The Tricultural Committee for University Education at Sudbury, formed in response to the “devastating local impact” of LU’s CCAA filing, is publicly “demanding” that the province shut down the CCAA process, remove the LU board of governors, launch a public inquiry, change LU’s mandate to focus on Anglophone education, and “facilitate the establishment of independent Indigenous and Franco Ontarian universities, including the transfer of Indigenous and Francophone programs to the new universities.” Sudbury.com
It’s still tough to tell from the outside whether uSudbury and its Francophone supporters will get traction for any of those “demands,” but…
Haché seems Worried?
Throughout this slow-motion train wreck, it’s been impossible to divine everything occurring behind so manyclosed doors. But I think it’s telling that LU president Robert Haché felt compelled to write an op-ed last week, almost pleading to retain the institution’s French-language programs: “We are currently at a crossroads, and one thing is clear: Laurentian University must not lose its French-language programs.” Haché reiterates that “the future of Laurentian is at stake,” arguing that a transfer of francophone programs “would cause an outflow of 20% of our student body.”
“There is no doubt that we have all had to mourn the loss of an institution that defined an era, but did not possess all of the tools required to ensure its future sustainability.” – Robert Haché, President, Laurentian U
Rest assured, I’ll continue to keep an eye on developments at Laurentian in the months ahead. In the context of the governance stresses I highlighted on Tuesday, the legal and financial maneuvers we’re seeing at LU may only be the most extreme examples for CdnPSE of some disturbing trends. I’m a little worried that my own sense of outrage has been gradually fading to a low boil as this outrageous charade drags on.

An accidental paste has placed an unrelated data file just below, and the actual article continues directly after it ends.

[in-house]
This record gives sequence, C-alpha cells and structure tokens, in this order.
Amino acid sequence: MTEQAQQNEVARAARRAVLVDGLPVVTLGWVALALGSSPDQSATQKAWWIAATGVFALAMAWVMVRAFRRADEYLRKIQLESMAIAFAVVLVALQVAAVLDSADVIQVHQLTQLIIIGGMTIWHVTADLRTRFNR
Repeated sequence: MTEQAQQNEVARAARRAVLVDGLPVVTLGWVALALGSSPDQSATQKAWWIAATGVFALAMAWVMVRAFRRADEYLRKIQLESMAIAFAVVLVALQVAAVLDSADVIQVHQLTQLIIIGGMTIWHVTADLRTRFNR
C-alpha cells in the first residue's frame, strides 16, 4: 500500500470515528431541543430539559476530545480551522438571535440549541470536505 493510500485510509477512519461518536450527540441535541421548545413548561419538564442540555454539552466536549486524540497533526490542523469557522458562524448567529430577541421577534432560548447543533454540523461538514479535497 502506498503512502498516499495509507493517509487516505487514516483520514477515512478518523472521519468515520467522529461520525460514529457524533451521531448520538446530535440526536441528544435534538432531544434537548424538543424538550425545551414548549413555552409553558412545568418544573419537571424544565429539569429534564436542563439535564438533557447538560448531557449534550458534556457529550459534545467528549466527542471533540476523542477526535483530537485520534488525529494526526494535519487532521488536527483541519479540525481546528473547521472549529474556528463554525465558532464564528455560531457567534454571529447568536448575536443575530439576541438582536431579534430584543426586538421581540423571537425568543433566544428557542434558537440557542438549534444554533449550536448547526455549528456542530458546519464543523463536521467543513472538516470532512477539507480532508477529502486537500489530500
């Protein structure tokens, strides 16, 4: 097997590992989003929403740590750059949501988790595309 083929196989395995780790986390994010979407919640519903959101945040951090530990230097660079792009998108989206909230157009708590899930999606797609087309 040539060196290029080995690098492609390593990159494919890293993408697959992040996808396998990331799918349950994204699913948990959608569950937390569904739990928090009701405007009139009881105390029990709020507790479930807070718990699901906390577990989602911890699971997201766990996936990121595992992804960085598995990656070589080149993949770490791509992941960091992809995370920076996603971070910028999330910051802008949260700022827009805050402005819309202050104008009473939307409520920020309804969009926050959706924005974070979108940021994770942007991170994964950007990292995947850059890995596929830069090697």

On a lighter note! Since this issue has more Francophone content than most, it’s probably as good a day as any to highlight a new campaign from UQAM, which (just coincidentally) highlights French programs in health, environment, and social justice…
Au Centre de Tout!
U Québec à Montréal says (loosely translated), “at UQAM, we don’t just dream of a better world. We create it.” In a series of :30-sec commercials (yes, en français), UQAM describes how health, environment, and social justice have long been central areas of expertise at the institution, and how UQAM itself is “at the centre of everything.” Even if you don’t understand a word of French, the use of bold animated circles and semicircles, which rotate and orbit each other, are a striking visual approach that stands out in CdnPSE marketing this year. Social Justice | Environment | Health
As always, thanks for reading! Stay safe and be well,